Okay, so an aside: it turns out the way this is being reported is a bit deceptive.  According to Tsertsvadze, they sampled 903 adults who said they hadn’t been diagnosed with covid, and 215 of them had covid antibodies.  That suggests that 23.8% of adults without confirmed covid have had covid.  They then added that to the estimated 11.7% of Tbilisi’s adult population with an official covid diagnosis to get 35.5%.  35.5% isn’t the actual result of random sampling, though.

Putting that aside, I notice a discrepancy.  Gamkrelidze is saying for every diagnosed case of covid there’s another one undiagnosed.  According to Tsertsvadze’s antibody study, for every diagnosed case of covid there are another two undiagnosed.  If Tsertsvadze’s results generalize that means that anywhere from 920,000 people (triple the current official case count) to 1,320,000 people (35.5% of Georgia’s population) have had covid in Georgia.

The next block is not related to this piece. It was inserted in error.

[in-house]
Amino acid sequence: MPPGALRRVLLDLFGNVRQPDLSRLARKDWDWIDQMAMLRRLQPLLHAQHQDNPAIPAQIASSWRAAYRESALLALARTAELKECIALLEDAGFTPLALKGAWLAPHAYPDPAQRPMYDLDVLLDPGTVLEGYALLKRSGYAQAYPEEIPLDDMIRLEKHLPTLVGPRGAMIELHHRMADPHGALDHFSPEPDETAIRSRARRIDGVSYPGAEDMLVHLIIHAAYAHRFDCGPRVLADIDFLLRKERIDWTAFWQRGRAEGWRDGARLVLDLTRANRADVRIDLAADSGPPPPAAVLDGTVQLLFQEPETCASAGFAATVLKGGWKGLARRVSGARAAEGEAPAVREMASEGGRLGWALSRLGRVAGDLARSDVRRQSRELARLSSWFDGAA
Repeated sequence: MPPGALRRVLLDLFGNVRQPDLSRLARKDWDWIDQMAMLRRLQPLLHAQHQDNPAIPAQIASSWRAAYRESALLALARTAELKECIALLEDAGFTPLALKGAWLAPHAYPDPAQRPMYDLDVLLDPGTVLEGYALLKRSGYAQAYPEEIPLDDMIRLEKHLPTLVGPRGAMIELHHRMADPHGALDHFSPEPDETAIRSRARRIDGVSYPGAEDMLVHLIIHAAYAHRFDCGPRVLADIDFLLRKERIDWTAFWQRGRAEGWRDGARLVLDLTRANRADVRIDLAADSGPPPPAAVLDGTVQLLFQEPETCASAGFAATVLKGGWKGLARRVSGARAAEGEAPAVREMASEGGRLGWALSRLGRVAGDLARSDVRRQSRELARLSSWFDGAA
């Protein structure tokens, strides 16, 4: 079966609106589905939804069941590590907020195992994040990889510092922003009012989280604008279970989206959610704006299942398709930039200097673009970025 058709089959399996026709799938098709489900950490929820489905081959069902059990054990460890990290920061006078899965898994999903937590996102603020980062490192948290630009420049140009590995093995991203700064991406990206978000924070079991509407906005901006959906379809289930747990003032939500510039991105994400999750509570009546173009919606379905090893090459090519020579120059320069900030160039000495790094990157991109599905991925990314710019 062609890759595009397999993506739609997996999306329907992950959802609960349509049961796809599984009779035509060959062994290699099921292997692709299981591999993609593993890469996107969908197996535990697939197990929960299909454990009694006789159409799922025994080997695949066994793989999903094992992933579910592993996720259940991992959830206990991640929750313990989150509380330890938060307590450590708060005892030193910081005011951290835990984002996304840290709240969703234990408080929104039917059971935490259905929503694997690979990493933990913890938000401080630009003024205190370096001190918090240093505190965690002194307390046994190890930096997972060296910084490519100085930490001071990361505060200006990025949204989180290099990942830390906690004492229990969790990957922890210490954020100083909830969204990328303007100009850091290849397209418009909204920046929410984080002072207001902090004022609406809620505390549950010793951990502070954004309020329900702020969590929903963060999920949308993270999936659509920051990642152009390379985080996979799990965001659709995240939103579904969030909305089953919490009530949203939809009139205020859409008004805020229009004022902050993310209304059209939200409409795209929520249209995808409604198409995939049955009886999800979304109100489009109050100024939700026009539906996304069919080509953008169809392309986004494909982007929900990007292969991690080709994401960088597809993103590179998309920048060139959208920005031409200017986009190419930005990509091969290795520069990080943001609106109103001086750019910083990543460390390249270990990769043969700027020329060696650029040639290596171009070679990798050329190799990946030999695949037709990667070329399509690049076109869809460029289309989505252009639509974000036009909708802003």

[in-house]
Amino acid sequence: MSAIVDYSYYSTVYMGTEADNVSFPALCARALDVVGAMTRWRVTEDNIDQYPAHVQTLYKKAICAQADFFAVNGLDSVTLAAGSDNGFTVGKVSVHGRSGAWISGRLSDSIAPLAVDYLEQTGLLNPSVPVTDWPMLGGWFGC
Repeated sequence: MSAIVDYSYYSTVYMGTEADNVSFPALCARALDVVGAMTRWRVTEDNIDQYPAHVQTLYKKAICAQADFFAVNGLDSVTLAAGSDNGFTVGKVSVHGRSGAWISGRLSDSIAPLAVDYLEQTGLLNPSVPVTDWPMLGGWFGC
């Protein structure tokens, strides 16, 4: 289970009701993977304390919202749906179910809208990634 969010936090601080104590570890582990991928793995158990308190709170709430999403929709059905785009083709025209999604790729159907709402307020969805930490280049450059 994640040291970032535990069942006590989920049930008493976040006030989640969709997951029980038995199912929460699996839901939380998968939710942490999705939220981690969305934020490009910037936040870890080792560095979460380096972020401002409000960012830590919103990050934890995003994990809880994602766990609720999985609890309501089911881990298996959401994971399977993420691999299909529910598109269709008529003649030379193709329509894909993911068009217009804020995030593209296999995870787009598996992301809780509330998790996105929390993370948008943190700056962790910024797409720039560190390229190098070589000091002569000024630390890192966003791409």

Again, as with the UK strain numbers, I just don’t really know how to interpret this discrepancy.  Even though the methodology behind the 35.5% number – relying on a combination of random sampling plus known past test results – is a bit sus, at least it is based on empirical, mostly-current information.  But on the other hand, the results of screening tests (at least for teachers) seem to back up the 1:1 ratio rather than the 2:1 ratio.  Perhaps some of the people with antibodies had enough exposure to the coronavirus to develop antibodies but not enough to have a detectible viral load on a PCR test or detectible antigens on an antigen test?